Ian Wooldridge - RIP

#1
From the Mail:

http://www.dailymail.co.uk/pages/live/articles/news/news.html?in_article_id=440044&in_page_id=1770

Ian Wooldridge, the greatest sports journalist of his generation, died peacefully in hospital last night after a long illness.

The man known as Woolers to his many friends and colleagues at the Daily Mail was 75 and, even after being taken ill, seemingly indestructible.

He was writing his incomparable column to the end, often in considerable discomfort.

After National Service, Wooldridge entered journalism on a local newspaper in Bournemouth and was working for the News Chronicle when it merged with the Daily Mail in 1960.

It was as a cricket correspondent that he first made his name. He adored the sport and the people in it, from Denis Compton, a true hero of his, to Richie Benaud, the former Australian captain and television commentator, one of his greatest friends.

But he covered every major sporting event for the Daily Mail, including ten Olympic Games, with an enthusiasm and lightness of touch that gained a worldwide following.

The awards piled up, testament to both his ability and his popularity. He was twice newspaper columnist of the year, five times sportswriter of the year and four times sports feature writer of the year.

There were two awards for his lifetime contribution to sports journalism and he was one of the first to be inducted to the newspaper Hall of Fame.

A committed royalist - the Princess Royal became a great friend - Wooldridge was awarded the OBE for his services to journalism. During his long and distinguished career, he flew upside-down with the RAF's Red Arrows formation team, hurtled down the Cresta Run at St Moritz and raced with the Alaskan husky dogs across the icy wastes of the Iditarod Trail. He also loved to run with the bulls in Pamplona.

He leaves a widow, Sarah, and three sons. A full tribute to the incomparable Wooldridge will appear in tomorrow's Daily Mail.

Rather more relevantly to us Ian made several Television series in 1980's about the forces. Most notable was the series about the MAWC and later a fascinating documentary giving an insight into the Naval Gun Run and the preparation for the competition.

Having done National Service, he greatly enjoyed any time that he subsequently spent with servicemen and held them in the highest regard.


Night old boy.
 
#3
Ian Wooldridge, the greatest sports journalist of his generation, died peacefully in hospital last night after a long illness.

The man known as Woolers to his many friends and colleagues at the Daily Mail was 75 and, even after being taken ill, seemingly indestructible.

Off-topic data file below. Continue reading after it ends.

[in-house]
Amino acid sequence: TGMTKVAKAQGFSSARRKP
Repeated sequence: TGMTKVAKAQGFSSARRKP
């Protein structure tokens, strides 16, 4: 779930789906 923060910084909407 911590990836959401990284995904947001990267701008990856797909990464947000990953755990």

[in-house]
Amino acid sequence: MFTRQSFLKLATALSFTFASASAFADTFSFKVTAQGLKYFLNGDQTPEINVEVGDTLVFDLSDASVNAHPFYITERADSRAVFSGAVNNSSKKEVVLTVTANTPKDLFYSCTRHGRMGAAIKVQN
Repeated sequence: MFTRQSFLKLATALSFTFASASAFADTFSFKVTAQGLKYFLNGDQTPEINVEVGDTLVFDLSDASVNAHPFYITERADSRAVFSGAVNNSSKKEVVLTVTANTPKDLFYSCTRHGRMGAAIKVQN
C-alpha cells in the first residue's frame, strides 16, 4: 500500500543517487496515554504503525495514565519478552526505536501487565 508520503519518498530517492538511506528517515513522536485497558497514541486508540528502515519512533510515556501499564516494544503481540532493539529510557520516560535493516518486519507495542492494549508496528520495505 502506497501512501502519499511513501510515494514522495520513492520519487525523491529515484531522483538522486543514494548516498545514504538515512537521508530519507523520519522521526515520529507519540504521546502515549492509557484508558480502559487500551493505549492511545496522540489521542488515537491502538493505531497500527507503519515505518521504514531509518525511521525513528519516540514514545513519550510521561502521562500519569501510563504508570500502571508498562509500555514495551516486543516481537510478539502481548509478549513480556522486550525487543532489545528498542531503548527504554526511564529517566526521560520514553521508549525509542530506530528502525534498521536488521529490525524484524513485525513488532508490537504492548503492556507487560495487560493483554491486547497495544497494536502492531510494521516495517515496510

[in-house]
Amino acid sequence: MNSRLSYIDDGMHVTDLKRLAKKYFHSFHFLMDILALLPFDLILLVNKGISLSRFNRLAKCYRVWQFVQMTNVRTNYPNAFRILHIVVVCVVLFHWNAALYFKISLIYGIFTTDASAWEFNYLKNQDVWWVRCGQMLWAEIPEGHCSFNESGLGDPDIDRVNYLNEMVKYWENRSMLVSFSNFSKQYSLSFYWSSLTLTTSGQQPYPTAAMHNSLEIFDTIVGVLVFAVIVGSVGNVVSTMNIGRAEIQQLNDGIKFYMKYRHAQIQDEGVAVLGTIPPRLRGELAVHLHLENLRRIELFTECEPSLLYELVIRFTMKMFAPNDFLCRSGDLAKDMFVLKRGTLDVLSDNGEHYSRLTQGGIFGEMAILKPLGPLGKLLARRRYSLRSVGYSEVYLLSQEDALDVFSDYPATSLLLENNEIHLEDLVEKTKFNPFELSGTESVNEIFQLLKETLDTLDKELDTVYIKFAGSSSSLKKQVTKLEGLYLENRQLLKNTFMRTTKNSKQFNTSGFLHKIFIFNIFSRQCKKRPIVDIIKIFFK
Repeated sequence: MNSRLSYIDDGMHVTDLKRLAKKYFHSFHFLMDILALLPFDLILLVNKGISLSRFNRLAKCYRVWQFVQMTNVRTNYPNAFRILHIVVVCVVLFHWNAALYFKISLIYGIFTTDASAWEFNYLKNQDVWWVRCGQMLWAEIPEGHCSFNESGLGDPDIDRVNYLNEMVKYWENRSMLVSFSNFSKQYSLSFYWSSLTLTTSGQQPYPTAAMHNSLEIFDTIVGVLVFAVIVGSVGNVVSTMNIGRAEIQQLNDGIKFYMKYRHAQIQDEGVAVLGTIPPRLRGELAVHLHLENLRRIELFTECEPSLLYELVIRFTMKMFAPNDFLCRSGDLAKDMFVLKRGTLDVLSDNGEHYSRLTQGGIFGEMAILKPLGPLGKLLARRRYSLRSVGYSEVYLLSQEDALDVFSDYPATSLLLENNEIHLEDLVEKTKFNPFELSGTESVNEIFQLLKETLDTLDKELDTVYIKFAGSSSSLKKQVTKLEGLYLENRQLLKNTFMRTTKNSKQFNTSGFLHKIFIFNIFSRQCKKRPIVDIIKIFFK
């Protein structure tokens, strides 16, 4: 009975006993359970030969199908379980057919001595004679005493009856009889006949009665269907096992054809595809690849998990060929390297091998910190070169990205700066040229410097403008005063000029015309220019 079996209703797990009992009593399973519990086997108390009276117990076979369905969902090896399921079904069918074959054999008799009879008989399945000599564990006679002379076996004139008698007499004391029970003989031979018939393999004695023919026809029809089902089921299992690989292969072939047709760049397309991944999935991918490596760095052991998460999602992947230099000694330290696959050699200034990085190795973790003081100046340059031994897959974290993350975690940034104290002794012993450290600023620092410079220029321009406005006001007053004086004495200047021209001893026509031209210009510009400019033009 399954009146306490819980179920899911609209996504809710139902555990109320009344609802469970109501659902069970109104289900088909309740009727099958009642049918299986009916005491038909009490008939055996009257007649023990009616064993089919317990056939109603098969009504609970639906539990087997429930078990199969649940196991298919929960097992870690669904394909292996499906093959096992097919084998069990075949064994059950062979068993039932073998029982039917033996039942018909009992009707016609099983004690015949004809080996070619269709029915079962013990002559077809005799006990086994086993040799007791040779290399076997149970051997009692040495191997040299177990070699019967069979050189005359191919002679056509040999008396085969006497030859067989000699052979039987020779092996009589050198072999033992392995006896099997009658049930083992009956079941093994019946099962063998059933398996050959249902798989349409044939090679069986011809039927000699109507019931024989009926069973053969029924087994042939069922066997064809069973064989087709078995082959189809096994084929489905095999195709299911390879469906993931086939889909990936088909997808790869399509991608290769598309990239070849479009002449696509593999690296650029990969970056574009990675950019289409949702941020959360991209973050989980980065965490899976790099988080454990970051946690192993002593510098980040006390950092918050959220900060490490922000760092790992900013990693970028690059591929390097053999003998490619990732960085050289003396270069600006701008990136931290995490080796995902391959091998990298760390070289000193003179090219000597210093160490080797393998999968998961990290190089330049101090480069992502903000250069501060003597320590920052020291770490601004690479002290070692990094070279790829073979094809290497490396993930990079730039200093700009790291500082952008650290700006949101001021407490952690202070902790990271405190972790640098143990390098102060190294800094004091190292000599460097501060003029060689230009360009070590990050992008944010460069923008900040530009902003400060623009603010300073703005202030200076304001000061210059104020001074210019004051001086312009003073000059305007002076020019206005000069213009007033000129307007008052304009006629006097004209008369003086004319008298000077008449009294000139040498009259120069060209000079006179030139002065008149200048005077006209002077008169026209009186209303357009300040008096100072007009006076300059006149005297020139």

He was writing his incomparable column to the end, often in considerable discomfort.

After National Service, Wooldridge entered journalism on a local newspaper in Bournemouth and was working for the News Chronicle when it merged with the Daily Mail in 1960.

It was as a cricket correspondent that he first made his name. He adored the sport and the people in it, from Denis Compton, a true hero of his, to Richie Benaud, the former Australian captain and television commentator, one of his greatest friends.

But he covered every major sporting event for the Daily Mail, including ten Olympic Games, with an enthusiasm and lightness of touch that gained a worldwide following.

The awards piled up, testament to both his ability and his popularity. He was twice newspaper columnist of the year, five times sportswriter of the year and four times sports feature writer of the year.

There were two awards for his lifetime contribution to sports journalism and he was one of the first to be inducted to the newspaper Hall of Fame.

A committed royalist - the Princess Royal became a great friend - Wooldridge was awarded the OBE for his services to journalism. During his long and distinguished career, he flew upside-down with the RAF's Red Arrows formation team, hurtled down the Cresta Run at St Moritz and raced with the Alaskan husky dogs across the icy wastes of the Iditarod Trail. He also loved to run with the bulls in Pamplona.
Never heard of him (and what the heck is cricket?), but that surely seems a life very well spent. :thumright:

RIP, sir.
 
#4
PartTimePongo said:
Ian Wooldridge, the greatest sports journalist of his generation
Whilst I'm sorry to see him go , wasn't that accolade appled to ex-PFF Mosquito leader Ken Wostenholme?

I have been wondering how to respond to your comment PTP, but I think that this link explains it far better than I ever could:

http://www.dailymail.co.uk/pages/li...all.html?in_article_id=440293&in_page_id=1779

and some of his articles:

http://www.dailymail.co.uk/pages/li...all.html?in_article_id=440308&in_page_id=1779


But as I said before we should remember him more as a great supporter of the forces.
 

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